Perhaps some of the supposed 'backlash' which followed the dissapointment of Be Here Now was more due to the natural levelling of interest in the band. Even brothers Liam and Noel have different opinions: Liam still defends Be Here Now, compared to Noel's readiness to wash his hands of it, blaming it on overproduction due to a high intake of cocaine and a lack of time spent on writing the songs. Johnny Depp is credited with playing slide guitar on the track 'Fade In-Out'. Allegedly Noel was too drunk and high on cocaine to perform slide guitar, thus Depp was asked to take his place. Noel Gallagher has admitted he did not play this part saying 'I'll have to own up and say that's not actually me playing the slide part. That was the engineer, because no one in the band can play slide.'
Later years (1998-)
Not long after Be Here Now was released, a typical row dissolved the band's tour. The group kept a low profile, although a compilation of B-sides, The Masterplan, was released in autumn 1998 to critical acclaim. Tracks were voted by fans on the internet, choosing from the extensive range of B-sides. In 1999, ex-drummer Tony McCaroll returned briefly to spotlight. He sued the band, claiming rights on some of the B-sides during Definitely Maybe era, and later received half a million pounds of the sales from The Masterplan. Nevertheless, antics of the band regularly appeared British tabloid newspapers reporting the on-going rows, fistfights, cocaine and alcohol abuse.
While Oasis were recording their fourth album in 1999, guitarist 'Bonehead' left the band after a series of violations of Noel's 'no drink or drugs' policy for the album resulted in a confrontation between the two. Finding the pressure of the band without his close friend too great, bass player Paul 'Guigsy' McGuigan soon followed. Whitey, Liam and Noel had to re-record the album, because at the time of its release, Guigsy and Bonehead were already out of the band, with Noel playing all three guitar parts. Speculation in the press about who were the replacements included former Smiths guitarist Johnny Marr, former Jam frontman Paul Weller, and Ocean Colour Scene's Steve Cradock, who has worked with Noel before. Three other strong possibilites were ex-Suede Bernard Butler, and former Stone Roses guitarist John Squire. Even ex-drummer McCaroll proposed the band to join them as a bassist.
At the end Bonehead and Guigsy were replaced respectively by guitarist Gem Archer (formerly of Heavy Stereo) and Andy Bell (formerly of Ride). With the demise of Creation as an independent entity, Oasis formed their own label, Big Brother, within the Sony group, to release their records in the UK. Oasis's fourth album, Standing on the Shoulder of Giants, was released in February 2000 to good sales but poor reviews. It was a rather experimental record, departing from their familliar Britpop style.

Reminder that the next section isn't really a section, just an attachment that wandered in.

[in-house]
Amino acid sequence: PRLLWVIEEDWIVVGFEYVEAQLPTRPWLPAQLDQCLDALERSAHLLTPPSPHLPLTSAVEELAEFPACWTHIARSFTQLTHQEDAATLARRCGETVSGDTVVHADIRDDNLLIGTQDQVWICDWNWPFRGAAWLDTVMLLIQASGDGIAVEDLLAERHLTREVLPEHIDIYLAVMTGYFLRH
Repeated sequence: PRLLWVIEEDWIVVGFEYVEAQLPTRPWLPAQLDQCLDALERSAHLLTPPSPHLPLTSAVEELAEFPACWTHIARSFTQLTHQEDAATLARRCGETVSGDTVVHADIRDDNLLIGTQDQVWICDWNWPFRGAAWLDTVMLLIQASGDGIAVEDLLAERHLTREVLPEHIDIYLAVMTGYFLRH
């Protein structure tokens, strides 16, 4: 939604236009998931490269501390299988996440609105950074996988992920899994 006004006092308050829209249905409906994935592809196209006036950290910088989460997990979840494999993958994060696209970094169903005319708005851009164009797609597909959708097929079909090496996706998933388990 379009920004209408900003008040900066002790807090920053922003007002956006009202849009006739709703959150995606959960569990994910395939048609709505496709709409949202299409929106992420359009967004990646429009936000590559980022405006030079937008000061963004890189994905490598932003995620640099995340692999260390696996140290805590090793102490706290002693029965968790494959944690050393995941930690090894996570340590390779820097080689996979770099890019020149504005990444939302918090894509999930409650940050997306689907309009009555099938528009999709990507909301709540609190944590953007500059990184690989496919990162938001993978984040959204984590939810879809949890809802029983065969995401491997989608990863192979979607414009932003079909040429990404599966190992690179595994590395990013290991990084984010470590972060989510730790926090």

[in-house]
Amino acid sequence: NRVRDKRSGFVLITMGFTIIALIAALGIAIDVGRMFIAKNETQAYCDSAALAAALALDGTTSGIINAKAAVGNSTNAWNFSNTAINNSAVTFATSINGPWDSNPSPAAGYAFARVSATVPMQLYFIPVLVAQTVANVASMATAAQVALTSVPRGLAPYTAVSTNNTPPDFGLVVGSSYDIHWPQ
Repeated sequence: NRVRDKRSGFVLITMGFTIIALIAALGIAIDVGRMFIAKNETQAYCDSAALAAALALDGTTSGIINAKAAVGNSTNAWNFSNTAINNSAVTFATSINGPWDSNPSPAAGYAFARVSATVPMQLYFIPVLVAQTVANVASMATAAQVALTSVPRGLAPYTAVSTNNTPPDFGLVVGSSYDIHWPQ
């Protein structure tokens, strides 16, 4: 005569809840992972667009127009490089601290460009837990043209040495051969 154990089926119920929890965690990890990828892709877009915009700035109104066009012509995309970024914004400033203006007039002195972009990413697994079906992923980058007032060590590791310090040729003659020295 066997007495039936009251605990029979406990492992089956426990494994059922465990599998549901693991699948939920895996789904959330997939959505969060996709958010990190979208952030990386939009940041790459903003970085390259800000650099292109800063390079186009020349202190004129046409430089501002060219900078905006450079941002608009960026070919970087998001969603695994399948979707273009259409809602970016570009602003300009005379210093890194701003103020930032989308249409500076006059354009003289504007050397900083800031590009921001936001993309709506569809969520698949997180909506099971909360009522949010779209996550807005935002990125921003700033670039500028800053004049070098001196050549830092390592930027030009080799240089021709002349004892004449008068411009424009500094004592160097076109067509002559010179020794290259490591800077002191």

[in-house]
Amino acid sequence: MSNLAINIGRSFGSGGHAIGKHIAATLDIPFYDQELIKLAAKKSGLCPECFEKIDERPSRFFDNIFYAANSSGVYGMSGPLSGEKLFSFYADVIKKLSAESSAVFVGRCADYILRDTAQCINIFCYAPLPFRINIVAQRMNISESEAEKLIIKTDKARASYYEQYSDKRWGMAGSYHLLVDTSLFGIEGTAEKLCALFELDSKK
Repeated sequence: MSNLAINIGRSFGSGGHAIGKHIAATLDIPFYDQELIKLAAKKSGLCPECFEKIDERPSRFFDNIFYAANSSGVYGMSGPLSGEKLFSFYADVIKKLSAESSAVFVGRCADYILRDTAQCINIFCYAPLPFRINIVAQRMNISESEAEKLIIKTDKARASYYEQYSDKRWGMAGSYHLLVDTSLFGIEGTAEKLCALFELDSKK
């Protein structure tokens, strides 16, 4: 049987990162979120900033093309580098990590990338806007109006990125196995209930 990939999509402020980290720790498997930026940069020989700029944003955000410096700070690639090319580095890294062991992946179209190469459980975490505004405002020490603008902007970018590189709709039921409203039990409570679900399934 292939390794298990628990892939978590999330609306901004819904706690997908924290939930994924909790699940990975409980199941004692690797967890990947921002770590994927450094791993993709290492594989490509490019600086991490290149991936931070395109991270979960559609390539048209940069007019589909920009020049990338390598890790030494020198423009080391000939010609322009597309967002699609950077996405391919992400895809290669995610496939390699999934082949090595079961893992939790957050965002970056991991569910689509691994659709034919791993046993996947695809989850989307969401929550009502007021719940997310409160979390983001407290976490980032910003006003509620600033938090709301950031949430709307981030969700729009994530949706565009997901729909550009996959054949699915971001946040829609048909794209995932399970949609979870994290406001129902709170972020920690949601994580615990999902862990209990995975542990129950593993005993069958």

After that the band embarked on a tour. In Barcelona they were forced to cancel a gig, because the hand of Whitey seized up. Instead, the band spent the whole night drinking. While being heavily drunk, Liam made a comment about Noel's then-wife Meg Mathews. This caused a row, which resulted in Noel announcing he was quitting overseas touring, with the band forced to count on the solo-guitarist Matt Deighton to complete the tour. After two months of on-going rumours about band's future, Noel returned for the British leg of the tour, which culminated in a massive Wembley show. They released live record of songs, performed throughout these gigs, called Familiar to Millions. Meanwhile broken marriages followed for Noel, Whitey and Liam.
Their fifth album, Heathen Chemistry, was released in July 2002. The record departed a little bit of the experimental sound of the previous one and instead borrowed heavily from traditional British rock, while combining musical hooks from early work, including the forementioned. Heathen Chemistry also proved to be a much more democratic recording process for the band. Unlike albums of the past, Noel was not the sole songwriter. Liam, Andy, and Gem also contributed their songs to the recording process. Diverse songwriting wasn't the only difference with Heathen Chemistry. Johnny Marr also gave his toll to the album, providing additional guitar as well as back-vocals in several songs. There was also a lack of break-ups, fights, or drug abuse in the studio during the recording of the album, which ultimately gave the record a more relaxed feel compared to past efforts. While critics gave Heathen Chemistry lukewarm reviews, most fans received the album well. Soon after the release, the band embarked on a fairly successful supporting tour for the new album. While Oasis primarily focused on European shows, their tour was successful enough for Q magazine to name them as one of the '50 Bands To See Before You Die'.